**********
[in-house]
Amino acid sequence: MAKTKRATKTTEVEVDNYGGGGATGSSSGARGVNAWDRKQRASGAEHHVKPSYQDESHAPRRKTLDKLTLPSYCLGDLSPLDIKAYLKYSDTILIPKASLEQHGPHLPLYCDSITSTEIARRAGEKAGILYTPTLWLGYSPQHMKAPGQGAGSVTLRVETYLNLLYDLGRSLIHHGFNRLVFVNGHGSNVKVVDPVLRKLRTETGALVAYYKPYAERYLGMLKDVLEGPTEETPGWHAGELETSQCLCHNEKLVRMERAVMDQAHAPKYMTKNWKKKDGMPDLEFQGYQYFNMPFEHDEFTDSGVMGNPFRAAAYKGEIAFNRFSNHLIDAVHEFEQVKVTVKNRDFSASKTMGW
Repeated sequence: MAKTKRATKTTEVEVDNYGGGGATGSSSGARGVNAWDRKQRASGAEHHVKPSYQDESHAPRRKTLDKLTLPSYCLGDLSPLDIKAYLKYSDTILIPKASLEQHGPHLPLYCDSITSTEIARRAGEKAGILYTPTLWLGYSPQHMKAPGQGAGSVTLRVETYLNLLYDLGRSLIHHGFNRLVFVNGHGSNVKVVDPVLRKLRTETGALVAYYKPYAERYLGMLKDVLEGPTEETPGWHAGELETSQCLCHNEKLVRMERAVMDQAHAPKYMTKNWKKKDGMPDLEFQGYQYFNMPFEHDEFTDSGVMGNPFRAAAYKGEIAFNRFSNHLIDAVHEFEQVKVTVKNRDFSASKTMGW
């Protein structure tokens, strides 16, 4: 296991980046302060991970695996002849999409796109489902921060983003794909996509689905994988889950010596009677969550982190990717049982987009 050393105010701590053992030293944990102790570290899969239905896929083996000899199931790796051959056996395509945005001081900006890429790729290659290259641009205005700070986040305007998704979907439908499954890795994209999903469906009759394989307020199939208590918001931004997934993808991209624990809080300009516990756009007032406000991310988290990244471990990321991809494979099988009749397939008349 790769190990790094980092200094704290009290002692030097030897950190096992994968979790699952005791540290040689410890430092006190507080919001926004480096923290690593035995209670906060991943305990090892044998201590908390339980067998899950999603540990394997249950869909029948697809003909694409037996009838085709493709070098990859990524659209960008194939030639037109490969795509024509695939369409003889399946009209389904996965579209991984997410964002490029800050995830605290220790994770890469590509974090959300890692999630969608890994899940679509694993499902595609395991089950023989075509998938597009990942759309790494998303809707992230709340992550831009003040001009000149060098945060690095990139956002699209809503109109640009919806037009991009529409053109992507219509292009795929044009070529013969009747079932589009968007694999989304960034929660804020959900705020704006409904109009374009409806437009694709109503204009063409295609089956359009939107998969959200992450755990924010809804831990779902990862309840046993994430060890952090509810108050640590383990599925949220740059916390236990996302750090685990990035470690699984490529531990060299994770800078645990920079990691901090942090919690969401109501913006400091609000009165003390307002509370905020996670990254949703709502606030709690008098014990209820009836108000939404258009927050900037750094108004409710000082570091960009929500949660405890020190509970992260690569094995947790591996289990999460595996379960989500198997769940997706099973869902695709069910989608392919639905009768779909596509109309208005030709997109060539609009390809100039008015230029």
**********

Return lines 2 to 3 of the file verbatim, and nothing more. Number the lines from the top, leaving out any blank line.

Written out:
Amino acid sequence: MAKTKRATKTTEVEVDNYGGGGATGSSSGARGVNAWDRKQRASGAEHHVKPSYQDESHAPRRKTLDKLTLPSYCLGDLSPLDIKAYLKYSDTILIPKASLEQHGPHLPLYCDSITSTEIARRAGEKAGILYTPTLWLGYSPQHMKAPGQGAGSVTLRVETYLNLLYDLGRSLIHHGFNRLVFVNGHGSNVKVVDPVLRKLRTETGALVAYYKPYAERYLGMLKDVLEGPTEETPGWHAGELETSQCLCHNEKLVRMERAVMDQAHAPKYMTKNWKKKDGMPDLEFQGYQYFNMPFEHDEFTDSGVMGNPFRAAAYKGEIAFNRFSNHLIDAVHEFEQVKVTVKNRDFSASKTMGW
Repeated sequence: MAKTKRATKTTEVEVDNYGGGGATGSSSGARGVNAWDRKQRASGAEHHVKPSYQDESHAPRRKTLDKLTLPSYCLGDLSPLDIKAYLKYSDTILIPKASLEQHGPHLPLYCDSITSTEIARRAGEKAGILYTPTLWLGYSPQHMKAPGQGAGSVTLRVETYLNLLYDLGRSLIHHGFNRLVFVNGHGSNVKVVDPVLRKLRTETGALVAYYKPYAERYLGMLKDVLEGPTEETPGWHAGELETSQCLCHNEKLVRMERAVMDQAHAPKYMTKNWKKKDGMPDLEFQGYQYFNMPFEHDEFTDSGVMGNPFRAAAYKGEIAFNRFSNHLIDAVHEFEQVKVTVKNRDFSASKTMGW